By Cathy Yen
This past week I had the privilege of traveling with my parents. We spent significant time in the car, just the three of us. Or, should I say, just the four of us. My parents have owned a small business in New Jersey for thirty-seven years. As all children of entrepreneurs know, the business is a full-fledged sibling.
We romanticize small business ownership as a life of freedom to be one's own boss, make one's own decisions and set one's own priorities. Owners are entrepreneurs, driving our local economies, providing jobs and creating wealth. And all that can be true.
Entrepreneurs are a special breed. They fuel growth, innovate and drive our country's prosperity. Entrepreneurs make something out of next to nothing, using whatever capital they can get their hands on to fund an idea. They risk everything. Sometimes they fail. Sometimes they change the world.
Sometimes – with the right combination of work ethic and luck – they eke out just enough money to raise a family and pay their bills. That is when everything goes well. Sometimes things don't go so well. Daily "crises" lurk around every corner, putting the owner's family at risk.
Most independents think about their businesses 24/7. Not because they are obsessive control freaks. Rather, they know that so much is outside their control. Over time, all good owners develop a hawkish eye and taut reflexes, able to spring into action immediately to solve whatever problem arises.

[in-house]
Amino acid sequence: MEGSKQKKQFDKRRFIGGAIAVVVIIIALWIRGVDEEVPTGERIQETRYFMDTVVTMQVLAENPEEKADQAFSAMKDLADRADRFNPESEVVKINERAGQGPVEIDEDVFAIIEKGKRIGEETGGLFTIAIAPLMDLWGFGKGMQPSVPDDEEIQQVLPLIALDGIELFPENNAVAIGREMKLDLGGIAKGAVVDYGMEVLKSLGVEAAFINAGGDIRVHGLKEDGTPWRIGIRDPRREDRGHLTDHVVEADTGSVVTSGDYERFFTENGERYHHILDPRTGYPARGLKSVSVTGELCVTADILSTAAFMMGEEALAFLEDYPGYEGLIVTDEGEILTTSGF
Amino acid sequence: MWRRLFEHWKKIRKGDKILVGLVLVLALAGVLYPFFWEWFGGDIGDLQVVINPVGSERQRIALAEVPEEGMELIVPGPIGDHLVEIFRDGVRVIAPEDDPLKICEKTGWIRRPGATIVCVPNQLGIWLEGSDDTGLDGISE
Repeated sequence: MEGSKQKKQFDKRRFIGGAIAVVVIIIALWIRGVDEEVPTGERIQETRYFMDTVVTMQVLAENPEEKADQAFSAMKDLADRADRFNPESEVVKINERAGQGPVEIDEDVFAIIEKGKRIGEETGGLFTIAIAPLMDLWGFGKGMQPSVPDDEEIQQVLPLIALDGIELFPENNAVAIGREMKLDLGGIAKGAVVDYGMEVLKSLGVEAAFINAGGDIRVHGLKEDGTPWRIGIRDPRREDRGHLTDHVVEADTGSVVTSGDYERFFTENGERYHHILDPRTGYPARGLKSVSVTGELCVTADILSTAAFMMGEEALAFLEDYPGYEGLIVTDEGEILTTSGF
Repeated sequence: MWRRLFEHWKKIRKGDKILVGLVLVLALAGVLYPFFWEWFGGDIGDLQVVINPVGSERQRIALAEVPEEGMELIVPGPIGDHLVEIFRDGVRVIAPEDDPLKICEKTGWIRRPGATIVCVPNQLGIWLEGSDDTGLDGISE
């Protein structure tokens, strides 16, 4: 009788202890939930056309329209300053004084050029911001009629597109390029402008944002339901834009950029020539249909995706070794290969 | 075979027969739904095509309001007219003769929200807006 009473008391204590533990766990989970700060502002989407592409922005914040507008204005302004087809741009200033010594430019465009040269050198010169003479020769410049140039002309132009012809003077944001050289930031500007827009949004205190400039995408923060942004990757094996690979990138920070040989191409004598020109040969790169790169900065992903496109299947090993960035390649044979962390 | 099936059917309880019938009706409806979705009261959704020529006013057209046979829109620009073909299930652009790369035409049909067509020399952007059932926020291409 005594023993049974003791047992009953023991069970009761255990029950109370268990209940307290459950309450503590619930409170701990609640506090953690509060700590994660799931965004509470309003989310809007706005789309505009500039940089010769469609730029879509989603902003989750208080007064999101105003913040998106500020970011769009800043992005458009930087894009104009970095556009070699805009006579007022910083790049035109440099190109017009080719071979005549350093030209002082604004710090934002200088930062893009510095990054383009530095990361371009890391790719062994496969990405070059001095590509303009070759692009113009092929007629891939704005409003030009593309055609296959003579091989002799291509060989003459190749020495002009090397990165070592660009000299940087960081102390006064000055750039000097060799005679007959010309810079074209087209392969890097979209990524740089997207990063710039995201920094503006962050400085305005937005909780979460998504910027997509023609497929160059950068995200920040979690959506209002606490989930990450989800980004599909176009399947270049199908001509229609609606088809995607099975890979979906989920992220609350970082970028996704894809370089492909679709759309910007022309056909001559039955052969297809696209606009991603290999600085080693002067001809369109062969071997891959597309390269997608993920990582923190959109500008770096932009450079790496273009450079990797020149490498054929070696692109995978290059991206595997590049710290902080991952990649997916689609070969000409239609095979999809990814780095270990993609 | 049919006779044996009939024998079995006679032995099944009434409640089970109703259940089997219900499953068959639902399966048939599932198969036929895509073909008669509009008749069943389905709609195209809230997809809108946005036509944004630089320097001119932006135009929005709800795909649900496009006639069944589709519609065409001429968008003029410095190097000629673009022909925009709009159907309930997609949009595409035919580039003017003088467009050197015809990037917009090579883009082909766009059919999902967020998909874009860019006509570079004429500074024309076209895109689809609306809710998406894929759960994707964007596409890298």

No matter how well you plan or how terrific your employees are, something unexpected will happen. Every day. You need constant vigilance to spot and solve the relentless stream of issues. At the same time, you watch for long term trends that could impact the entire business model.
Small independent operators are called "mom and pop" shops. This past week reminded me why: my parents are mom and pop to a business. As parents, they live each day just a bit on edge. They nurture, guide, feed, discipline, obsess, comfort, celebrate and hope.
And they take the business on road trips because, after all, it is one of the family.
Answer Book 2018
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